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  • Bye Bye Blue Bird

    Bye Bye Blue Bird


    Can I just emphasize how much I adored the make-up and costume department here? On top of just being gleefully reflective of the late 90's with their bold colors, it was an effective method of contrasting the main protagonists from the plain/conservative Faroe island villagers, therein complementing the former's individualistic and free-spirited attitude that shined throughout. Put that into a quirky road trip film and you've got yourself a real gem.

  • Yasmine



    Okay yeah, they went way overboard with the cheesy pop music montages, and the underdog sport story was conventional as hell (with clear nods to The Karate Kid in particular), but I'm telling you, this had some serious charm and passion put into it.

    Just for being the first-ever narrative feature film from Brunei would warrant a recommendation, but even more so thanks to the memorable characters and fight choreography.

  • Vanishing Sail

    Vanishing Sail


    Middle-aged dads and boats are a match made in heaven.

  • The Cathedral

    The Cathedral

    Foot fetishism disguised as pretentious commentary on life philosophy. Please, just shut up already.

  • Yokwe Bartowe

    Yokwe Bartowe

    As if the lifeless acting and unlikable characters weren't bad enough, nearly every shot transitioned with a fade-in/out which became redundant and frustrating. For being classified as a family film, it was needlessly mean-spirited with excessive drinking, and when they actually got the opportunity to portray the main family's bond healing, it was already over.

    Yet there were multiple scenes throughout that could have gotten omitted completely as they served nothing to the story. Talk about mixed up priorities.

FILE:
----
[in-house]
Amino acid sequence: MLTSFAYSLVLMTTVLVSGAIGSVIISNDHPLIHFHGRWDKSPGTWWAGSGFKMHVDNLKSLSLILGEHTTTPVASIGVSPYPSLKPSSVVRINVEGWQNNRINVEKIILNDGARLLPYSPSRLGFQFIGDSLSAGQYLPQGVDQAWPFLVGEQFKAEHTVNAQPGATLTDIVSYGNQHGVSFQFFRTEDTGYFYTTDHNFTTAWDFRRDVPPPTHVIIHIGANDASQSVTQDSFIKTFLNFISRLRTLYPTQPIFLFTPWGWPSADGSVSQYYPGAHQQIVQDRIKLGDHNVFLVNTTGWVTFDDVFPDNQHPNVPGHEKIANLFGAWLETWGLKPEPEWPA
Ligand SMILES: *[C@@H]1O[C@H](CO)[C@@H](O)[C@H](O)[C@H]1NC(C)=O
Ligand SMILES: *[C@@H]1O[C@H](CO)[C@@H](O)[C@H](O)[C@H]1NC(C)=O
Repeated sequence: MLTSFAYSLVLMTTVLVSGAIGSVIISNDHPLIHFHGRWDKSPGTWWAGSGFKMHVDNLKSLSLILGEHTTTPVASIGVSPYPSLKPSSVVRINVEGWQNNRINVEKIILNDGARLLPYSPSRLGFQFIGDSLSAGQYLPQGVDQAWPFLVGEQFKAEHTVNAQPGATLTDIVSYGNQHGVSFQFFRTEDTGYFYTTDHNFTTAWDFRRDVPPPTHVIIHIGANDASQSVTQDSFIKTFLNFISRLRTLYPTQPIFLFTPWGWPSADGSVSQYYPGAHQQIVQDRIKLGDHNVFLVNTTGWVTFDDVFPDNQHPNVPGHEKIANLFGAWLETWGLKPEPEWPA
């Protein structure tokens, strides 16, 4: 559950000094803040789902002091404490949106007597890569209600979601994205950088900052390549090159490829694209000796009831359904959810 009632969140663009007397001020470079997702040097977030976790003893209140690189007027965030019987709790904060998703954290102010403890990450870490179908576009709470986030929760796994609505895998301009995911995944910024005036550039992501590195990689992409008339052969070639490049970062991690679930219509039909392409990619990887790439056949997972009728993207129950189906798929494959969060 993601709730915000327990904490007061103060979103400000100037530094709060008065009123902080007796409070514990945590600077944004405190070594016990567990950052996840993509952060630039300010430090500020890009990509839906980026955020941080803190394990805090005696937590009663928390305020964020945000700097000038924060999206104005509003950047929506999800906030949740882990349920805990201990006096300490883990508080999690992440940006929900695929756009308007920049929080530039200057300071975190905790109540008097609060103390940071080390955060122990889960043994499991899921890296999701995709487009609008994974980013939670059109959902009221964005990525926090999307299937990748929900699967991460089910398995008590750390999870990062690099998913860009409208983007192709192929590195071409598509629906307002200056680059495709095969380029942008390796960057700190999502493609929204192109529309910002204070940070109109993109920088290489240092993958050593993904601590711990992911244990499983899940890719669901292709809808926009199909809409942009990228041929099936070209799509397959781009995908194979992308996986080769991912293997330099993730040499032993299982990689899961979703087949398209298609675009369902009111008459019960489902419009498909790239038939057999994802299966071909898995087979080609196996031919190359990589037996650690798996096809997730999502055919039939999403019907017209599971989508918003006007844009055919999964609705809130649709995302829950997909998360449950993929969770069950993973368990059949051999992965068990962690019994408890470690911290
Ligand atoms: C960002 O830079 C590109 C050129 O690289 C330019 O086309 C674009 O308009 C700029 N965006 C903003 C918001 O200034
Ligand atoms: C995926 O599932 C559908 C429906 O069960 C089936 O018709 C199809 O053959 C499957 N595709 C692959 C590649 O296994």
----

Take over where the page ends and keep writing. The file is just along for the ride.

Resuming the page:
• Elza



    Beyond the absurd turn of events filled with plot holes, its attempts at commentary on colorism were so blatant and trivial that most of it just boiled down to an obnoxious melodrama, though occasionally with clever transition shots.

  • The Insular Empire: America in the Marianas

    The Insular Empire: America in the Marianas


    On this episode of Americans ruin everything...

  • Travellers and Magicians

    Travellers and Magicians


    "What we hoped for yesterday, we dread today."

    When you realize the grass is not always greener on the other side and learn to appreciate what's around you. Two stories, told parallel to each other, express this sentiment through a meditative journey of self-discovery. Hope brings pain, dreams never last, so stay awake and live for the moments you're given.

  • Kumu Hina

    Kumu Hina


    Could've done without most of the tedious relationship drama, and the burial council aspect came across as needlessly tacked on for length, but this was overall a heart-warming depiction of Hawaii's so-called third gender māhū and a fun way to pick up some of their language.

  • The Offended

    The Offended


    The torturer and tortured on the same ground, confronting their trauma of the past to brace for one's future, though time doesn't heal all wounds.

  • The Price of Sex

    The Price of Sex


    Exposing the cruel cycle of human trafficking, you could tell the director had a burning passion for this issue as she put herself in dangerous situations to gather information. Though an incredibly bleak and urgent issue, one that got tackled many times before, it could've been presented here more effectively in terms of tighter editing and structure.

  • The Last Reef: Cities Beneath the Sea

    The Last Reef: Cities Beneath the Sea


    Sure gets across its point on climate change, but you could tell this was intended for 3D viewing, as a lot of shots lingered way too long in silence for the sake of their colorful spectacle. Like yeah, those sure are some wacky fishes.